Synopsis: When Freedom Airlines flight 121 went down over the Pacific Ocean, no one ever expected to find survivors. Which is why the sixteen-year-old girl discovered floating among the wreckage—alive—is making headlines across the globe. Even more strange is that her body is miraculously unharmed and she has no memories of boarding the plane. She has no memories of her life before the crash. She has no memories period. No one knows how she survived. No one knows why she wasn’t on the passenger manifest. And no one can explain why her DNA and fingerprints can’t be found in a single database in the world.
Crippled by a world she doesn’t know, plagued by abilities she doesn’t understand, and haunted by a looming threat she can’t remember, Seraphina struggles to piece together her forgotten past and discover who she really is. But with every clue only comes more questions. And she’s running out of time to answer them. Her only hope is a strangely alluring boy who claims to know her from before the crash. Who claims they were in love. But can she really trust him? And will he be able to protect her from the people who have been making her forget?
Review: Seraphina not only has no memories of anything before the plane crash, but she has little-to-no knowledge of any slang or twenty-first century life. But she excels at math and numbers. She is taken in by a caring foster family. But it’s soon evident that Seraphina is also emotionally stunted. While she is naturally suspicious of everyone, she has no idea who she can actually trust.
This is the first in a new trilogy – full of mystery, adventure, suspense, and a bit of romance. There is a definite element of science fiction that is central to the story, but this first installment focuses mainly on Seraphina’s journey of self-discovery. Well-paced, with intriguing characters, and a captivating mystery, Unremembered is an entirely memorable novel that I didn’t want to end. Leaving off with a cliffhanger ending, I’ll be eagerly waiting for the sequel.
Synopsis: Jason and Rachel were not born in Lyrian. They did not grow up in Lyrian. But after all of the battles and losses, the triumphs and adventures, and most of all, the friendships forged in this fantastical world, Lyrian has become home to them in a way they never could have imagined.
And so, armed now with the prophecy of a dying oracle, they have gone on their separate quests—each surrounded by brave and powerful allies—knowing that the chance for success is slim. But Jason and Rachel are ready at last to become the heroes Lyrian needs, no matter the cost.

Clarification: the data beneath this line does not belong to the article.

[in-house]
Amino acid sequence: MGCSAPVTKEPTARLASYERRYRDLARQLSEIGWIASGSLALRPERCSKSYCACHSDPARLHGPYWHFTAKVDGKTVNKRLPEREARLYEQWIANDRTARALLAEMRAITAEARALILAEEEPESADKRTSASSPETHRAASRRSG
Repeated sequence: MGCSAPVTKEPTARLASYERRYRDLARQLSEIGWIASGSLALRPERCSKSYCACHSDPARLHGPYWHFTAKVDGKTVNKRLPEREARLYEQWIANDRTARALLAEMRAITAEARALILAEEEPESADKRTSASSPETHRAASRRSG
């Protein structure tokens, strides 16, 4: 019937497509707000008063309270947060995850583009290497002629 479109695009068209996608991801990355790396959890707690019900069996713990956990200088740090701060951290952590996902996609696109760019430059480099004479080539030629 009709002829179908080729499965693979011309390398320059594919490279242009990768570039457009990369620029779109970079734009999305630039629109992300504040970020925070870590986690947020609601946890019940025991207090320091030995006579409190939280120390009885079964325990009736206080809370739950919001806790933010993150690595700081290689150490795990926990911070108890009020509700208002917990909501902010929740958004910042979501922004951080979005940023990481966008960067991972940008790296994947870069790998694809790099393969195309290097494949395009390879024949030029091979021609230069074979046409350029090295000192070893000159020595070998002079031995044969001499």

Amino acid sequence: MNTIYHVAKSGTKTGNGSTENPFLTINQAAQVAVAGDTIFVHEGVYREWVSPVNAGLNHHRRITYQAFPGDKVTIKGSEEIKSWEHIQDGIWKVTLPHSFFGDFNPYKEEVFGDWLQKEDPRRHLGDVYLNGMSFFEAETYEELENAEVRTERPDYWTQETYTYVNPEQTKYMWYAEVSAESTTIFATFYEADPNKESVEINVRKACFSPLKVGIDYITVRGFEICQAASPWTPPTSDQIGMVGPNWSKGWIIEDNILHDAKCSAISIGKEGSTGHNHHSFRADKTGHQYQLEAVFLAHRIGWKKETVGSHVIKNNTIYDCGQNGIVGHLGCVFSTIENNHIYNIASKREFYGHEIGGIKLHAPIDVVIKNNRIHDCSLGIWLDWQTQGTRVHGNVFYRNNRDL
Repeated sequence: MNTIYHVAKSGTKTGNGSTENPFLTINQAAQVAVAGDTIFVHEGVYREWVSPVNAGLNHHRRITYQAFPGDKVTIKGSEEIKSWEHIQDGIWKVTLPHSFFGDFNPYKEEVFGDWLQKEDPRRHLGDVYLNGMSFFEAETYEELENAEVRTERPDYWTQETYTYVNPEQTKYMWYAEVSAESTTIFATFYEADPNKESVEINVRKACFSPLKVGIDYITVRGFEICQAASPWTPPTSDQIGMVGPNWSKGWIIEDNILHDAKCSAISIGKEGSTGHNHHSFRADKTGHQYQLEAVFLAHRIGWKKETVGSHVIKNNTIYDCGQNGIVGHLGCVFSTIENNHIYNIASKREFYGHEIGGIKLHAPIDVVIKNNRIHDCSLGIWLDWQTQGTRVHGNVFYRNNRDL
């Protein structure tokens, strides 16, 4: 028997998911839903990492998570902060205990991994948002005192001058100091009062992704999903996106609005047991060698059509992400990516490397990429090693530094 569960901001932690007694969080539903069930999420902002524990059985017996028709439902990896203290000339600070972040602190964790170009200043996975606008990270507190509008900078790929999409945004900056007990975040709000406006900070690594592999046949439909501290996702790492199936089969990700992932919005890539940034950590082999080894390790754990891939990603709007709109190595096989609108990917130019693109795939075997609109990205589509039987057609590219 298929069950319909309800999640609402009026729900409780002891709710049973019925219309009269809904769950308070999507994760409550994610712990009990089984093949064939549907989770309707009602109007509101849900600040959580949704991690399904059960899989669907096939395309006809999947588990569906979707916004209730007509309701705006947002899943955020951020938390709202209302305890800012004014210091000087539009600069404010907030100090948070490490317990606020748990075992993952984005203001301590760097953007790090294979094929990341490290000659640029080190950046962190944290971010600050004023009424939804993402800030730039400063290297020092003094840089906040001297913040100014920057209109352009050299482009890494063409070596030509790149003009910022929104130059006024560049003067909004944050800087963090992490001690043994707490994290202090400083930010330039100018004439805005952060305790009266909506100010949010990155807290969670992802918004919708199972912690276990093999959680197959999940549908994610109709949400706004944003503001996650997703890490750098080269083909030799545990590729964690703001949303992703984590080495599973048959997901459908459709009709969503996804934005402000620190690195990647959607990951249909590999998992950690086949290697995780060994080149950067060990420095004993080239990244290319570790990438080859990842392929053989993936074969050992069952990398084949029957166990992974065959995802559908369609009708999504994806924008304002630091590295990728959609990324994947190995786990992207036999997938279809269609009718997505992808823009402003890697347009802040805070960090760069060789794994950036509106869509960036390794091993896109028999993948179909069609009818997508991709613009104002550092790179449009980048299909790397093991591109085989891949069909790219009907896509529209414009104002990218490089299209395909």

Review: After a prophecy foretold that the only way to defeat the evil emperor was to embark on separate quests, Jason and Rachel and their friends are divided once again. Their quests seem insurmountable, yet everyone is willing to sacrifice everything to make Lyrian free again.
This is the final installment in the Beyonders trilogy. Their adventures this time are quite a bit darker and somber. There is still some humor, thanks to Jason’s personality. And the sense of wonder and excitement is just as intense and full of suspenseful. This epic fantasy saga concludes in a satisfying way as the events build to a big show down. Readers of all ages should enjoy this eventful, and often surprising, trilogy. And each installment is better than the one before. Mull is one of my top favorite children’s book authors – from the exceptional Fablehaven series to the Candy Shop Wars, his stories are always a must-read for me.
Synopsis: Ten years have passed since the alien liberation league broke in to the Interplanetary Zoological Park and set the alien exhibits loose. Ten years since chaos was unleashed on Chicago. In the decade that has followed the I.Z.P. has stood abandoned, crumbling in to ruin, a reminder of better days.
But something has survived! Across the city people are falling ill with a mystery sickness the likes of which has never been seen before. An indiscriminate killer, the disease appears to be fatal for anyone it afflicts. In the quest for answers, Chris Gault, once a ULF trapper and medic, now a doctor at Chicago’s Hope Medical Center, will cross paths once again with Detective Superintendent Ed Lieberwits, and while the doctor searches frantically for a solution to Chicago’s latest problem, the retired cop will uncover something far more disturbing − that someone does not want them to find a cure.